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High Schools | Eric Sondheimer

Lokar Finding a Way to Fit In Everything

January 20, 2004|Eric Sondheimer

Heather Lokar might need to put a computer chip in her shoe or hire a private eye with a cell phone so family members can keep track of her daily activities.

A senior at Covina Western Christian, Lokar is the student body president; a candidate for valedictorian; an all-leaguer in girls' volleyball, basketball and softball; the homecoming queen; and is active in her church.

How she gets around without a driver's license and stays in touch with her parents without a cell phone is a tribute to teenage ingenuity.

Finding her at home is futile, unless it's late at night when she's studying.

"I like to keep busy," she said. "I don't watch TV and don't spend time doing things I don't think are important."

High school is so important to Lokar that any invitation to participate on a team or join a gathering is usually accepted.

"I'm going to high school once, so I figured, why not go for it all?" she said.

A 5-foot-8 shooting guard in basketball, an outside hitter in volleyball and a shortstop in softball, Lokar has used sports to open doors and to test herself in unconventional ways.

"It teaches me discipline and teaches me confidence," she said. "I've learned how to get along with a lot of people and how to compromise."

How Lokar has been able to turn into such a determined, well-rounded teenager has a lot to do with her mother, Diane, and father, Ray, who's the boys' basketball coach at La Puente Bishop Amat.

Heather lives with her mother, but Ray lives a mile away and has never stopped being a major part of Heather's life, despite a parental separation when she was 5.

"It's important when the going gets tough in the middle of a game and the player glances into the stands for emotional support that they don't have to look at two different spots, but look at one spot and find mom and dad are there," Ray said.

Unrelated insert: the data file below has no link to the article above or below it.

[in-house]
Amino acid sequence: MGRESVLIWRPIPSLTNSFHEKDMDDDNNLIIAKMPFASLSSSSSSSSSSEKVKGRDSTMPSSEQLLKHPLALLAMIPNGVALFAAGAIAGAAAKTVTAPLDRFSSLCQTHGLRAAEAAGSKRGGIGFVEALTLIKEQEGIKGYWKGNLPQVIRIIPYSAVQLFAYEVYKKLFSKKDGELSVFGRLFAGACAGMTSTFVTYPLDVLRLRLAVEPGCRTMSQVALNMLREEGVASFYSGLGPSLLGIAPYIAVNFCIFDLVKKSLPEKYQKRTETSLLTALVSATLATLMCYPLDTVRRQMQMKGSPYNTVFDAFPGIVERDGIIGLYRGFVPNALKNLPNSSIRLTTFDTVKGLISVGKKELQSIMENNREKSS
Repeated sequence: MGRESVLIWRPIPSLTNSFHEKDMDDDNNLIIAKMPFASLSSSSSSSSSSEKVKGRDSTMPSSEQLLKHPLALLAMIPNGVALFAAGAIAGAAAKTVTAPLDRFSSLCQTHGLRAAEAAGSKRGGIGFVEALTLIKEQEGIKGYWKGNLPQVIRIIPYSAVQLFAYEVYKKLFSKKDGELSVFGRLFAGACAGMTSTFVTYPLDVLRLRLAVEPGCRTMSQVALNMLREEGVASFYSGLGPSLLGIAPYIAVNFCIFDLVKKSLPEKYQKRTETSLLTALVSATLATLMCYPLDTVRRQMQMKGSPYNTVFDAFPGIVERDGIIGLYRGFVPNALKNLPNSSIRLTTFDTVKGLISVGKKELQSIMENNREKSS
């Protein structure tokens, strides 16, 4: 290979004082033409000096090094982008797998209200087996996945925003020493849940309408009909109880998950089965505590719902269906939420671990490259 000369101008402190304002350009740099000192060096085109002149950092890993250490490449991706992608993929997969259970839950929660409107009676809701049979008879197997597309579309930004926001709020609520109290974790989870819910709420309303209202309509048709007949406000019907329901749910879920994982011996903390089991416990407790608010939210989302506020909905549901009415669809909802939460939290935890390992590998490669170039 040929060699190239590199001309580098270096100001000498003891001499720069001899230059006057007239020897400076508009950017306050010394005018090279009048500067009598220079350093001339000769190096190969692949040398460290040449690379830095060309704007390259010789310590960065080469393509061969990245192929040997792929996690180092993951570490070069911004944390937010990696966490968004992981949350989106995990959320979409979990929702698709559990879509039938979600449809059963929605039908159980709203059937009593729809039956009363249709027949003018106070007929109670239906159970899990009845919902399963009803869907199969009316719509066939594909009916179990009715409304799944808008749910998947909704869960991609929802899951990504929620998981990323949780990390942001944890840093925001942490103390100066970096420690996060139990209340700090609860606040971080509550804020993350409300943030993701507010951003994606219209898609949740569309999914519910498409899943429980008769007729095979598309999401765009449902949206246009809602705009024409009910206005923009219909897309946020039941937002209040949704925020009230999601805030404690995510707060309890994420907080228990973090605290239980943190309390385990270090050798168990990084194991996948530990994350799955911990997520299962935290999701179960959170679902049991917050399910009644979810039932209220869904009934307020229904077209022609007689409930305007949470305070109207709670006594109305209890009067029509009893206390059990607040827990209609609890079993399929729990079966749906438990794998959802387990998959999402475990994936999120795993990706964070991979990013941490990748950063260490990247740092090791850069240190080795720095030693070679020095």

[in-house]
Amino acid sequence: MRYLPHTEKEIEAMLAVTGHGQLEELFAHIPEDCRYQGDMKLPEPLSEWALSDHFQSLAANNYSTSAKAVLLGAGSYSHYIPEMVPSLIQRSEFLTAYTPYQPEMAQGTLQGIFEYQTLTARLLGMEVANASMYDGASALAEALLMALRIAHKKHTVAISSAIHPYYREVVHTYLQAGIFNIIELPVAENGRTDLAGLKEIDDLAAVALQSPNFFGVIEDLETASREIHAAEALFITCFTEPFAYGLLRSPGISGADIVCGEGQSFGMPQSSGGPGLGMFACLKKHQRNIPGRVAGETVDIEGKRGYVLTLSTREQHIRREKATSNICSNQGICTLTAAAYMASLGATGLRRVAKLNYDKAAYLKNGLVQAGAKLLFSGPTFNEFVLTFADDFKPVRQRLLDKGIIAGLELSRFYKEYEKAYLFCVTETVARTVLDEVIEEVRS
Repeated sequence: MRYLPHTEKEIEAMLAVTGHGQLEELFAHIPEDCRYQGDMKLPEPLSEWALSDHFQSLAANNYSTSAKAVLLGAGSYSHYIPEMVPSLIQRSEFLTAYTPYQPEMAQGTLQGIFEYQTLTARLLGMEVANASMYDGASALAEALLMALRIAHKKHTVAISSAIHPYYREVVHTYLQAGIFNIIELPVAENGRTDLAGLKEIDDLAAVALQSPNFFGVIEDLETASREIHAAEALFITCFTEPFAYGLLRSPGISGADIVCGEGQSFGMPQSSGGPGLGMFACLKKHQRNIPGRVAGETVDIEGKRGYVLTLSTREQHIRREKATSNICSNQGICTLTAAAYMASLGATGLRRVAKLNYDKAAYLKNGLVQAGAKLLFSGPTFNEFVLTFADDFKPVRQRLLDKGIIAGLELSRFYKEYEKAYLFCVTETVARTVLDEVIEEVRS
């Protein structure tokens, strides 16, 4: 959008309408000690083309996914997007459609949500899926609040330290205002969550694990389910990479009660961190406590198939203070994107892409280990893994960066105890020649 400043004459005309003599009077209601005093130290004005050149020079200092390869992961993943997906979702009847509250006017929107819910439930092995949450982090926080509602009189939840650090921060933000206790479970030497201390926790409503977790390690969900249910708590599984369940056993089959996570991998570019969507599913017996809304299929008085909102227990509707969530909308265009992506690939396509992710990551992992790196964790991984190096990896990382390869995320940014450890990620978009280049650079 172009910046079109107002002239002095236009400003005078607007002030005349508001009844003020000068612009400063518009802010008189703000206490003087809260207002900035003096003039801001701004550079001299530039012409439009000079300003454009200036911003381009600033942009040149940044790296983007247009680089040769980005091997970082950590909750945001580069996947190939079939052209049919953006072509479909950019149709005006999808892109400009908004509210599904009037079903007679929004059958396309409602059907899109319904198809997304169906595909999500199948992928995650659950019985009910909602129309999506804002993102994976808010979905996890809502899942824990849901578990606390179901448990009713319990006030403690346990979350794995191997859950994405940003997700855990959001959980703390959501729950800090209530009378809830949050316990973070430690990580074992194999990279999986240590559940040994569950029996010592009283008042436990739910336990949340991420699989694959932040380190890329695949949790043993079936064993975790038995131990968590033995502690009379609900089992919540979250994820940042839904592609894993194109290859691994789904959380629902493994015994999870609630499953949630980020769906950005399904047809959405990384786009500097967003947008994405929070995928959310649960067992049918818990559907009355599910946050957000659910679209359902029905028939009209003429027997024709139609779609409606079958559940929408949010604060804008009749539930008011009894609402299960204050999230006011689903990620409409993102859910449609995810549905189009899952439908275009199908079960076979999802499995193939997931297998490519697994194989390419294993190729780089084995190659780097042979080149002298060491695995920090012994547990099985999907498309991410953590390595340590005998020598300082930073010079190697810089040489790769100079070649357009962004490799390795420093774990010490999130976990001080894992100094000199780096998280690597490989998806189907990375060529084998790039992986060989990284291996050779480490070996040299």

Ray has since remarried and has a 2-year-old son that Heather is turning into a basketball player.

"He has a nice shot," she said.

One of Lokar's favorite moments of high school came when she was asked to speak at an elementary school as part of a drug education program. A young girl asked how she was able to resist the temptation to drink or smoke when others were doing it.

"I wouldn't drink to be popular," she said. "They have to like you because of you. You don't have to fit into anyone's standards."

Lokar is hoping to continue playing basketball at an NAIA school and later become a doctor, though she probably won't be a pediatrician after her experience going to an emergency room at 3 a.m. and "seeing kids crying."

Ray said he's proud of Heather's accomplishments, but his greatest satisfaction has been knowing that she never stops exploring new adventures.

"A lot of kids bail out on opportunities, and she seeks to seize those opportunities," he said.

Friends have come up to Lokar and asked why she does so much and how she pulls it off.

"Why? Because I love it and how, I don't know," she said. "Prayer and because I'm focused and dedicated."

And those who think she acts differently depending on the audience, forget it.

"I am who I am and people have to accept it or not," she said.

*

With only a few weeks left in the winter baseball season, Valencia has displayed the required pitching, fielding and hitting to be a contender for No. 1 in Southern California.

The Vikings have twice beaten last year's national champion, Chatsworth, and pitcher Jared Clark is on his way to becoming a high draft choice.

In the City Section, the three powerhouses from the West Valley League -- Chatsworth, Woodland Hills El Camino Real and Reseda Cleveland -- will start freshmen at key positions.

Chatsworth has two freshmen starters on the left side of the infield, shortstop Mike Moustakas and third baseman Matt Dominguez. El Camino Real has outfielder Tyler Kolodny. Outfielder Andrew Lambo of Cleveland might be the league's best first-year player since Chatsworth's Jason Dominguez, Matt's brother, three years ago.

In its December ranking of the top 100 pro prospects, Baseball America listed six from Southern California. Pitcher Trevor Plouffe of Encino Crespi was No. 12. Others were No. 17, pitcher Phil Hughes of Santa Ana Foothill; No. 38, pitcher Mark Trumbo of Villa Park; No. 69, pitcher Brad Meyers of Anaheim Servite; No. 78, outfielder Chris Jones of Mission Viejo; and No. 80, outfielder Jason Dominguez of Chatsworth.

*

Whether Westchester wins or loses its appeal of sanctions this week, the Comets (14-1) have two critical boys' basketball games ahead. First up is the nation's No. 1 team, Mouth of Wilson (Va.) Oak Hill Academy, at 7:30 p.m. Saturday at Loyola Marymount as part of the Nike Extravaganza.

Then the Comets play host to Fairfax (13-2) on Jan. 28 in a Western League game.

It's a chance for Southern California fans to gauge the improvement of Westchester guard Gabriel Pruitt.

"Pruitt is playing phenomenally," Coach Ed Azzam said.

*

Eric Sondheimer can be reached at eric.sondheimer@latimes.com.

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